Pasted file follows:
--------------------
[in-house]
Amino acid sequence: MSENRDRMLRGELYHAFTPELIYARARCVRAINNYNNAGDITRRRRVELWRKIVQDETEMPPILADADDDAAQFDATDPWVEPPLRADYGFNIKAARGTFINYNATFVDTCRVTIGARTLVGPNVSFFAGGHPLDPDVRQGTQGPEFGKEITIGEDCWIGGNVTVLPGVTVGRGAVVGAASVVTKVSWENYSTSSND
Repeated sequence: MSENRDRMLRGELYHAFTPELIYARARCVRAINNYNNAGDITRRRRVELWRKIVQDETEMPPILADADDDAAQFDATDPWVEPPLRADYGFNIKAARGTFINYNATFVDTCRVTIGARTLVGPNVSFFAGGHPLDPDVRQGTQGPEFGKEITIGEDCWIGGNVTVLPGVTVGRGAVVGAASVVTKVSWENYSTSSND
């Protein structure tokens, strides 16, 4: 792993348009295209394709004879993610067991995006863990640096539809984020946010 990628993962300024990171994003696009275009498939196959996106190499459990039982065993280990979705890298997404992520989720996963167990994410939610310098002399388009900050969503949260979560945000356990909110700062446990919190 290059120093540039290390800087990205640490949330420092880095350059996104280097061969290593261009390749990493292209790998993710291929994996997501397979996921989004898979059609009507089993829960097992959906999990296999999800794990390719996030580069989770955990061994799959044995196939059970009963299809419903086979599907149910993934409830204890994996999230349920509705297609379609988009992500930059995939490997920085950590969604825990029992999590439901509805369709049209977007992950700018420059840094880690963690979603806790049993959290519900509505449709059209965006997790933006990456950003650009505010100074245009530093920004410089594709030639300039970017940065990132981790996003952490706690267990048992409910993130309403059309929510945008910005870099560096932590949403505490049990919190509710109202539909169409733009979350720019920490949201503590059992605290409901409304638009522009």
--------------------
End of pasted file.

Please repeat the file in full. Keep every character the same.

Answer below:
[in-house]
Amino acid sequence: MSENRDRMLRGELYHAFTPELIYARARCVRAINNYNNAGDITRRRRVELWRKIVQDETEMPPILADADDDAAQFDATDPWVEPPLRADYGFNIKAARGTFINYNATFVDTCRVTIGARTLVGPNVSFFAGGHPLDPDVRQGTQGPEFGKEITIGEDCWIGGNVTVLPGVTVGRGAVVGAASVVTKVSWENYSTSSND
Repeated sequence: MSENRDRMLRGELYHAFTPELIYARARCVRAINNYNNAGDITRRRRVELWRKIVQDETEMPPILADADDDAAQFDATDPWVEPPLRADYGFNIKAARGTFINYNATFVDTCRVTIGARTLVGPNVSFFAGGHPLDPDVRQGTQGPEFGKEITIGEDCWIGGNVTVLPGVTVGRGAVVGAASVVTKVSWENYSTSSND
């Protein structure tokens, strides 16, 4: 792993348009295209394709004879993610067991995006863990640096539809984020946010 990628993962300024990171994003696009275009498939196959996106190499459990039982065993280990979705890298997404992520989720996963167990994410939610310098002399388009900050969503949260979560945000356990909110700062446990919190 290059120093540039290390800087990205640490949330420092880095350059996104280097061969290593261009390749990493292209790998993710291929994996997501397979996921989004898979059609009507089993829960097992959906999990296999999800794990390719996030580069989770955990061994799959044995196939059970009963299809419903086979599907149910993934409830204890994996999230349920509705297609379609988009992500930059995939490997920085950590969604825990029992999590439901509805369709049209977007992950700018420059840094880690963690979603806790049993959290519900509505449709059209965006997790933006990456950003650009505010100074245009530093920004410089594709030639300039970017940065990132981790996003952490706690267990048992409910993130309403059309929510945008910005870099560096932590949403505490049990919190509710109202539909169409733009979350720019920490949201503590059992605290409901409304638009522009």